The Department of Justice, Office of Inspector General issued a report (the “OIG Report”) in August 2016 titled “Review of the Federal Bureau of Prisons (“BOP”) Monitoring of Contract Prisons.”
We believe the OIG Report was not only flawed, from an analytical basis, but the underlying data in fact revealed that the contracted facilities were as safe, if not safer, than the publicly operated facilities.
- We believe the OIG Report was inherently flawed since it offered an apples to oranges comparison of non-similar facilities.
- The DOJ OIG selected 14 low security prison facilities operated by the BOP with a total of 22,600 inmates, mostly US citizens, and only 12% criminal aliens.
- The private sector comparison involved 14 low-security, contracted facilities with a total of 28,000 inmates, of whom 96% were criminal aliens that came from approximately 90 foreign countries.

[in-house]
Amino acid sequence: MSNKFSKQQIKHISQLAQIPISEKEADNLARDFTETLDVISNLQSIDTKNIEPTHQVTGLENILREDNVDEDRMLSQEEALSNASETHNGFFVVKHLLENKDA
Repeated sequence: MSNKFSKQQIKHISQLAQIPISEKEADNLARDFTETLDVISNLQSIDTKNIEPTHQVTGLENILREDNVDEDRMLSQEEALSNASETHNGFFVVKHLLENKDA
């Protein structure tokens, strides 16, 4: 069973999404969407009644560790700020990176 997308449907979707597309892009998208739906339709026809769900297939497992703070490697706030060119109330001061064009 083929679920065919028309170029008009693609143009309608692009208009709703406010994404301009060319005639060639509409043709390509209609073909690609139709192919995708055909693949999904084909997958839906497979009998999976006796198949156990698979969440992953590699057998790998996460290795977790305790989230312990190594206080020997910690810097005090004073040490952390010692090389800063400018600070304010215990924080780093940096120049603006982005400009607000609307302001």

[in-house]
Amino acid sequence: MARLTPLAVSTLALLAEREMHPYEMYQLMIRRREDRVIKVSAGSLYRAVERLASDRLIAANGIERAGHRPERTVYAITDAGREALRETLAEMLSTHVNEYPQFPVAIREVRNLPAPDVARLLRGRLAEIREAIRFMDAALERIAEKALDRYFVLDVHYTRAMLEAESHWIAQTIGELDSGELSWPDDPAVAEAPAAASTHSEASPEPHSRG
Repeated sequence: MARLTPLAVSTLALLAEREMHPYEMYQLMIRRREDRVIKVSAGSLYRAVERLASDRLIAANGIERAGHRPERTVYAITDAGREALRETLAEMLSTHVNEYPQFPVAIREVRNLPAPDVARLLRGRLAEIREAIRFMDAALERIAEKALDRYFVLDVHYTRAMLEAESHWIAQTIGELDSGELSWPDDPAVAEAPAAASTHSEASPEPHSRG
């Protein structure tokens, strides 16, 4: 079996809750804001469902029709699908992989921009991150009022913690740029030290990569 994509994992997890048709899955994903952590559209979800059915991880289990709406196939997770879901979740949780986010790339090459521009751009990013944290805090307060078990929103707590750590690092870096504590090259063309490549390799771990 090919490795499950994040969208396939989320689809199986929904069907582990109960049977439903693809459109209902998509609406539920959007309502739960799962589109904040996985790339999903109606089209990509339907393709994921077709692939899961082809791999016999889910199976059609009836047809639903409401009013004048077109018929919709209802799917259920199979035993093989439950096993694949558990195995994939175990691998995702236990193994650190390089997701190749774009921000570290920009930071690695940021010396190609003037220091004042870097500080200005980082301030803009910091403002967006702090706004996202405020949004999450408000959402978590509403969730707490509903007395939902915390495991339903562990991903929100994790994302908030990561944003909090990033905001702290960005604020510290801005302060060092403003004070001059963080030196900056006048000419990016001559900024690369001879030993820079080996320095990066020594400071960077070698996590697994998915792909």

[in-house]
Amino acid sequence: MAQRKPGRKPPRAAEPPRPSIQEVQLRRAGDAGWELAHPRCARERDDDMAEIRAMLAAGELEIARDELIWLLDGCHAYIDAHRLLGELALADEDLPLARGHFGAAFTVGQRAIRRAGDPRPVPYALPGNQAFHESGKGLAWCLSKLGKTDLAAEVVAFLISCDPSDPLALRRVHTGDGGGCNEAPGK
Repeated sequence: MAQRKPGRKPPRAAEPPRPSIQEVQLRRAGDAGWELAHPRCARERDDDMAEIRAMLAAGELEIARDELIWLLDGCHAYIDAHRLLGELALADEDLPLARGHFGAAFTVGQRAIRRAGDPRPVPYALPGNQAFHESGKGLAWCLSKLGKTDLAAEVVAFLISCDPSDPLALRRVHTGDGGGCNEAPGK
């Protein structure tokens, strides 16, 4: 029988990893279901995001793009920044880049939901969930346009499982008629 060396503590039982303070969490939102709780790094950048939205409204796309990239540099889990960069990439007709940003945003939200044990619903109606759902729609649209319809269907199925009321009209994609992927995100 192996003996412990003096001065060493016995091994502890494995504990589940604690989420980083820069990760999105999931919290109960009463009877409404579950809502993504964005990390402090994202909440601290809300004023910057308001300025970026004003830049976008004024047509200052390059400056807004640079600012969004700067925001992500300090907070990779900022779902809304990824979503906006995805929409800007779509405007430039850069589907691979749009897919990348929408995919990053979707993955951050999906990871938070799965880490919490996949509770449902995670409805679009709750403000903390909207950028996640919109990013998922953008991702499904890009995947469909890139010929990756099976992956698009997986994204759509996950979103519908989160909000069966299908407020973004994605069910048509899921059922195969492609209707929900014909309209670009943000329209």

- Consequently, we believe this was not a fair comparison of similar inmate populations between the public and private sector facilities.
- Even the BOP expressed skepticism regarding the OIG Report by stating:
“We continue to caution against drawing comparisons of contract prisons to BOP operated facilities, as the different nature of the inmate populations and programs offered in each facility limit such comparisons.”